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TNK-BP to bid in YUKOS sale

MOSCOW (Reuters) - BP's BP.L Russian venture unveiled a surprise bid on Friday for a $9 billion (4.5 billion pound) stake in state-controlled oil firm Rosneft ROSN.MM, just as its top executives arrived in Moscow to meet President Vladimir Putin.

The BP logo is seen at a petrol station in London in this file photo from October 26, 2004. REUTERS/Toby Melville

TNK-BP TNBPI.RTS, co-owned by BP and a group of Russian billionaires, said it would bid next week for a 9.44 percent stake in Rosneft, the first lot in an auction of assets of bankrupt oil firm YUKOS YUKO.MM.

“We are bidding to win,” TNK-BP spokesman Alexander Shadrin said before Putin met BP Chief Executive John Browne and his successor, Tony Hayward.

Putin holds sway over the fate of major Russian oil projects, and the blessing of the Kremlin chief is regarded as a necessity for any strategic deal to stick.

“This private company is actively developing in Russia, where it has increasing reserves, production and profits,” Interfax news agency quoted Putin as saying at the meeting.

Browne said BP planned to broaden its activities in Russia and its partnership with leading Russian energy firms.

The Kremlin has taken over key oil and gas assets over the last three years at the expense of foreigners and billionaire "oligarchs". Speculation is rife that Putin will make TNK-BP's Russian partners an offer they can't refuse, allowing Rosneft or gas monopoly Gazprom GAZP.MM to buy them out.

Energy analysts were caught off guard by TNK-BP’s bid and wondered whether it was merely a ploy to curry favour by making up the numbers at the auction, which needs at least two bidders to be valid, and which Rosneft is widely tipped to win.

TNK-BP denied mounting a dummy bid: “We’re going into it seriously,” said Peter Henshaw, vice-president for communications. “It’s about building stronger relationships and acquiring a strategic asset.”

TNK-BP plans to fund the bid from its own resources and with cash from its owners -- BP and the Russian billionaires.

A spokesman for YUKOS’s receiver confirmed that more than one bid had been registered, and a source close to the process said TNK-BP had put up a deposit of about $1.5 billion.

Rosneft did not comment on TNK-BP’s bid, but said Rosneft president Sergei Bogdanchikov had met Browne on Friday to discuss cooperation on projects and in shareholdings. Browne did not see Gazprom’s bosses, having met them earlier this month.

Rosneft has already lined up a $22 billion jumbo loan from eight Western banks to buy assets from YUKOS, whose former main owner Mikhail Khodorkovsky is serving eight years in a Siberian jail following a conviction for fraud.

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YUKOS shareholders say the Kremlin brought down YUKOS to punish Khodorkovsky for his political ambitions. They have promised to sue to anyone buying its assets.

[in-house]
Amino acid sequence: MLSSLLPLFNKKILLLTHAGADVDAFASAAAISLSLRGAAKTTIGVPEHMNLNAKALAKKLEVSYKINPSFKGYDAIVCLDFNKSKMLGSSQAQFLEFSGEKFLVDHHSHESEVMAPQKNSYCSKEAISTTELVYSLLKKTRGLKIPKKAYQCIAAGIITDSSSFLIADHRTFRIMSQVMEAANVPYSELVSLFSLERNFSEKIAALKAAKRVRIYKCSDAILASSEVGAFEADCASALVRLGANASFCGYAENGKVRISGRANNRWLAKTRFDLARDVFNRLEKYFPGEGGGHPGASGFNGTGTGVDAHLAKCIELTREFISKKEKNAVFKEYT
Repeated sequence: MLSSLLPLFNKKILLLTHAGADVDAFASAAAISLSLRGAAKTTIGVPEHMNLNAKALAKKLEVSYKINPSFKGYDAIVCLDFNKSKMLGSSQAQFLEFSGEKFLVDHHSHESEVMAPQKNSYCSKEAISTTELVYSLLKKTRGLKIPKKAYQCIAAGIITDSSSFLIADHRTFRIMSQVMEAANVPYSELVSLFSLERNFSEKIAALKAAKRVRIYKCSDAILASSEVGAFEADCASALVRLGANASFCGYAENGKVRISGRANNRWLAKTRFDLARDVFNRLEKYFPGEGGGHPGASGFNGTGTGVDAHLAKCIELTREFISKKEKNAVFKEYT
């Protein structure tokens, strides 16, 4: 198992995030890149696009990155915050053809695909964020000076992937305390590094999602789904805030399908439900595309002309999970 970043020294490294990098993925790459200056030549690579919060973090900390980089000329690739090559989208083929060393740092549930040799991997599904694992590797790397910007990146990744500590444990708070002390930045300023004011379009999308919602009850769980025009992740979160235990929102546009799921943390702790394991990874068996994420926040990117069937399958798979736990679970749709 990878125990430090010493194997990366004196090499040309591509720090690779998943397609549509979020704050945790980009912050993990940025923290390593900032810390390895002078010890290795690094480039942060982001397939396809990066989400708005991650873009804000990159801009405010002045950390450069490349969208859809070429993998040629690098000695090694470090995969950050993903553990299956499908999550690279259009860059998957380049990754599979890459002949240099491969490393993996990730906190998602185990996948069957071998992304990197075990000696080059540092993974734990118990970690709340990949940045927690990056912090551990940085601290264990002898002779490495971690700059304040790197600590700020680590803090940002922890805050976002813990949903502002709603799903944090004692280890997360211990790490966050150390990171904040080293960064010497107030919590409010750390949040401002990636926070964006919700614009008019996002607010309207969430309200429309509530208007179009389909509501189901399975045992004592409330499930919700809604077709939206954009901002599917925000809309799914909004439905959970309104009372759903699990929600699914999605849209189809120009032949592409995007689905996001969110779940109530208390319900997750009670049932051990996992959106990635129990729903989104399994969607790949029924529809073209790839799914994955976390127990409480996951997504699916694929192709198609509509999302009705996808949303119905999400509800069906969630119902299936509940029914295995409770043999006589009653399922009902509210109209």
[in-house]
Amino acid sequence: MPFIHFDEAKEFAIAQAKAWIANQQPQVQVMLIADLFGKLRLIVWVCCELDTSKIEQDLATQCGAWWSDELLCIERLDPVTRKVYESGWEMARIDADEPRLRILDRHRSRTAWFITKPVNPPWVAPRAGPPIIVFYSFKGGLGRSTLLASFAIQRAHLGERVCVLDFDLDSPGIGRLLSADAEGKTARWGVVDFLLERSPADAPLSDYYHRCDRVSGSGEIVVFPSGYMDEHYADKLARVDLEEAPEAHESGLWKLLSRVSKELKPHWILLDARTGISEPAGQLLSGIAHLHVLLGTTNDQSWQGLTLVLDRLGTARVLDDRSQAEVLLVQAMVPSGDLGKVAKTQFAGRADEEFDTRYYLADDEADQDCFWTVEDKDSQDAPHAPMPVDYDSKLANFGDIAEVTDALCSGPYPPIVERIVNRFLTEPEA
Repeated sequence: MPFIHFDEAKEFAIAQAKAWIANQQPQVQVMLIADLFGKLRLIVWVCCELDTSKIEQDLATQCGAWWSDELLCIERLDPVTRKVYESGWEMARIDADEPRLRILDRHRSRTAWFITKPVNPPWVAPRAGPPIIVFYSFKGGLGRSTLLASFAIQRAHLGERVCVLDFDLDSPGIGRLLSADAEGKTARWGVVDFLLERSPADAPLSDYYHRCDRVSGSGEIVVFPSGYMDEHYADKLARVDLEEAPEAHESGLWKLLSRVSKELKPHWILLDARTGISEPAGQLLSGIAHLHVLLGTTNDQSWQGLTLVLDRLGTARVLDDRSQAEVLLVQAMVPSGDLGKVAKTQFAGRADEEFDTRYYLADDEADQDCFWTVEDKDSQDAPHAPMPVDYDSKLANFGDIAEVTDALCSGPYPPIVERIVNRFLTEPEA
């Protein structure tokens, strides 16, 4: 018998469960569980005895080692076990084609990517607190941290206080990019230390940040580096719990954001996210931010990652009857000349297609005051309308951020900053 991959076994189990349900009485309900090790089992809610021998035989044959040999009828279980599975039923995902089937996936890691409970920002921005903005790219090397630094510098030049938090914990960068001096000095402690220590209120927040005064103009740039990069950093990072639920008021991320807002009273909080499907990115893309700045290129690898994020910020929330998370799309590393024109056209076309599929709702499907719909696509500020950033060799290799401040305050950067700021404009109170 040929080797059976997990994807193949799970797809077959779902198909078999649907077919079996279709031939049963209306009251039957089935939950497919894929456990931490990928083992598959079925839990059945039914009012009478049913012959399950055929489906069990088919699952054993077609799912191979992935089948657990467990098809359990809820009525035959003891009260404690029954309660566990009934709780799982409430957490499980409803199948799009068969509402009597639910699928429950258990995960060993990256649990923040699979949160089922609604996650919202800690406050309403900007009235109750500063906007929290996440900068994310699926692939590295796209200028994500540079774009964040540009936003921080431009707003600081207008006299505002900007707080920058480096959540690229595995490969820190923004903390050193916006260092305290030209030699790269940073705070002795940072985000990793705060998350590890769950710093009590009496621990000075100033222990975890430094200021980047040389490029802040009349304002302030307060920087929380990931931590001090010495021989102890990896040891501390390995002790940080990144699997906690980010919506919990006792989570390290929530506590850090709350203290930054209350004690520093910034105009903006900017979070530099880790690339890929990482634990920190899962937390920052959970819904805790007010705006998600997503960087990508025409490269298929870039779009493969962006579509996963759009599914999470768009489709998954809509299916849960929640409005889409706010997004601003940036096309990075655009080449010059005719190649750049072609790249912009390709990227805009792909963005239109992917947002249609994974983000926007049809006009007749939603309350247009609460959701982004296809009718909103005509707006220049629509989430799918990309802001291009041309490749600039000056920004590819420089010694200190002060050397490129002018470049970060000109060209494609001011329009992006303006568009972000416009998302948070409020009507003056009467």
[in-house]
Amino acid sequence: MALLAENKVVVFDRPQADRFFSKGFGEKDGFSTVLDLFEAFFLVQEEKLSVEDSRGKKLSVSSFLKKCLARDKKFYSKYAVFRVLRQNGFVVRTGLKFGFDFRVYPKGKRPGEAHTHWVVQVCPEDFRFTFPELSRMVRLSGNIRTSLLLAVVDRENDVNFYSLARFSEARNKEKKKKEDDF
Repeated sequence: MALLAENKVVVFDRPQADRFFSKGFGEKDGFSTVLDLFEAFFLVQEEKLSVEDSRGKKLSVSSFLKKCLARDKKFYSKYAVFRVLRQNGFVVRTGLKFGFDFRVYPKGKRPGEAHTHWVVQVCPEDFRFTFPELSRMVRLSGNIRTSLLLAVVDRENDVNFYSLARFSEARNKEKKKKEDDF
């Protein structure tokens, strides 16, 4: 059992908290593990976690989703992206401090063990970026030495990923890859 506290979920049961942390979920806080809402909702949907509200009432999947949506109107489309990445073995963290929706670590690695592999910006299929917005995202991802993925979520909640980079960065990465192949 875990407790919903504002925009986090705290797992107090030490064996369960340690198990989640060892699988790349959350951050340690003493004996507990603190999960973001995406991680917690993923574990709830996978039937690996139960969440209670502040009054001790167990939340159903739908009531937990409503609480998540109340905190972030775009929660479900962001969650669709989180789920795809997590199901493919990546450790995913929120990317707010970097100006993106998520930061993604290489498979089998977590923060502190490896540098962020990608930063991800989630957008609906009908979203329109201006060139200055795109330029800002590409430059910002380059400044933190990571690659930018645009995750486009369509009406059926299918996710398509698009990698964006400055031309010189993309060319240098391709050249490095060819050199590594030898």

“There’s a lot of risk attached to any western company getting involved in these auctions,” said Tim Osborne, director of YUKOS holding company Menatep. “Because they’re in receipt of stolen goods, they can never get good title.”

Rosneft bought YUKOS’s main production unit after a forced auction in 2004. Rosneft bought the asset from the mysterious winner of the auction, an entity registered at an address above a grocer’s shop in a provincial town.

A source close to the current auction process said TNK-BP’s bid showed there would be real competition this time. “This is not some kind of strange legal entity with a postbox somewhere in Kamchatka,” the source said.

YUKOS’s holding of Rosneft shares will be auctioned on March 27. The auction has a starting price of $7.47 billion, against a market value of $8.86 billion.

If Rosneft wins the auction, most of the money will come back to the company or go to the Russian tax office, since they are the two main YUKOS creditors. Rosneft is also expected to bid for other YUKOS assets, which include five major refineries and more than 400,000 barrels a day of oil production.

A Rosneft official said if his firm won, it would swap the shares for assets in Russia and abroad or sell them directly to the market to increase its free float, provided the price was significantly above the current 215 roubles per share.

If TNK-BP wins, Rosneft might have enough liquid assets to make an offer for half of TNK-BP, an industry source said.

Either way, the number of privately owned Rosneft shares looks set to increase. Last year it floated 15 percent for $10.6 billion and the government has said it wants to float more, but Rosneft wants to wait until the conditions are right.

BP invested $1 billion in Rosneft when the Russian firm floated in July. Analysts at Aton Brokerage said that if TNK-BP bought YUKOS’s stake, its holding would hit 10 percent, potentially granting it a board seat.

Additional reporting by Tom Bergin and Mikhail Yenukov

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